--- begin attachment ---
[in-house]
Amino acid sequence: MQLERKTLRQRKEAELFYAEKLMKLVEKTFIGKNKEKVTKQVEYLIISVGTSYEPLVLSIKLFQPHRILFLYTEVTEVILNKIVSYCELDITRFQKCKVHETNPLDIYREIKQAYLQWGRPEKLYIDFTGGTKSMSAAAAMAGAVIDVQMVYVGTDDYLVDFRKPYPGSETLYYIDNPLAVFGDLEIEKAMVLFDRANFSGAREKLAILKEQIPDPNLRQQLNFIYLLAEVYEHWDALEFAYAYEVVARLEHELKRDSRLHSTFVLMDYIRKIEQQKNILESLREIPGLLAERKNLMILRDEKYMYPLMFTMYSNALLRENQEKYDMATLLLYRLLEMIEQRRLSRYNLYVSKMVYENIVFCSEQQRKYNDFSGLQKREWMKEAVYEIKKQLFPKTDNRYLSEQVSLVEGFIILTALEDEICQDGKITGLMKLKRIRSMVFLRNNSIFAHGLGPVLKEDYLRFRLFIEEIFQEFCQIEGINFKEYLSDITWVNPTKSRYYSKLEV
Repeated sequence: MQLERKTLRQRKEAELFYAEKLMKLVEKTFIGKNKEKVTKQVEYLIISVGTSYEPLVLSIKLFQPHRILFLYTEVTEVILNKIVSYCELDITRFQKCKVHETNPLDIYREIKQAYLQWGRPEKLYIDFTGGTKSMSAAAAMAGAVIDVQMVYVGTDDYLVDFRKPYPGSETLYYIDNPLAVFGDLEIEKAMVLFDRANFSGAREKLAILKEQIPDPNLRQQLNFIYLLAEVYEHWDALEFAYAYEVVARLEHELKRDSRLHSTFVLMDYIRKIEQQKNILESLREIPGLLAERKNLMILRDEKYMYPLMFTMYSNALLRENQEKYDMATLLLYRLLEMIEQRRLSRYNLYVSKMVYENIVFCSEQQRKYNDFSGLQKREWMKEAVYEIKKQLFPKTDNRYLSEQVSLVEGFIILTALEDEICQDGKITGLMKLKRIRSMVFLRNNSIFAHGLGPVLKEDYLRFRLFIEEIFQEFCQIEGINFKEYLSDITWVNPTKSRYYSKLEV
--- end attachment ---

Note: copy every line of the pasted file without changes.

[in-house]
Amino acid sequence: MQLERKTLRQRKEAELFYAEKLMKLVEKTFIGKNKEKVTKQVEYLIISVGTSYEPLVLSIKLFQPHRILFLYTEVTEVILNKIVSYCELDITRFQKCKVHETNPLDIYREIKQAYLQWGRPEKLYIDFTGGTKSMSAAAAMAGAVIDVQMVYVGTDDYLVDFRKPYPGSETLYYIDNPLAVFGDLEIEKAMVLFDRANFSGAREKLAILKEQIPDPNLRQQLNFIYLLAEVYEHWDALEFAYAYEVVARLEHELKRDSRLHSTFVLMDYIRKIEQQKNILESLREIPGLLAERKNLMILRDEKYMYPLMFTMYSNALLRENQEKYDMATLLLYRLLEMIEQRRLSRYNLYVSKMVYENIVFCSEQQRKYNDFSGLQKREWMKEAVYEIKKQLFPKTDNRYLSEQVSLVEGFIILTALEDEICQDGKITGLMKLKRIRSMVFLRNNSIFAHGLGPVLKEDYLRFRLFIEEIFQEFCQIEGINFKEYLSDITWVNPTKSRYYSKLEV
Repeated sequence: MQLERKTLRQRKEAELFYAEKLMKLVEKTFIGKNKEKVTKQVEYLIISVGTSYEPLVLSIKLFQPHRILFLYTEVTEVILNKIVSYCELDITRFQKCKVHETNPLDIYREIKQAYLQWGRPEKLYIDFTGGTKSMSAAAAMAGAVIDVQMVYVGTDDYLVDFRKPYPGSETLYYIDNPLAVFGDLEIEKAMVLFDRANFSGAREKLAILKEQIPDPNLRQQLNFIYLLAEVYEHWDALEFAYAYEVVARLEHELKRDSRLHSTFVLMDYIRKIEQQKNILESLREIPGLLAERKNLMILRDEKYMYPLMFTMYSNALLRENQEKYDMATLLLYRLLEMIEQRRLSRYNLYVSKMVYENIVFCSEQQRKYNDFSGLQKREWMKEAVYEIKKQLFPKTDNRYLSEQVSLVEGFIILTALEDEICQDGKITGLMKLKRIRSMVFLRNNSIFAHGLGPVLKEDYLRFRLFIEEIFQEFCQIEGINFKEYLSDITWVNPTKSRYYSKLEV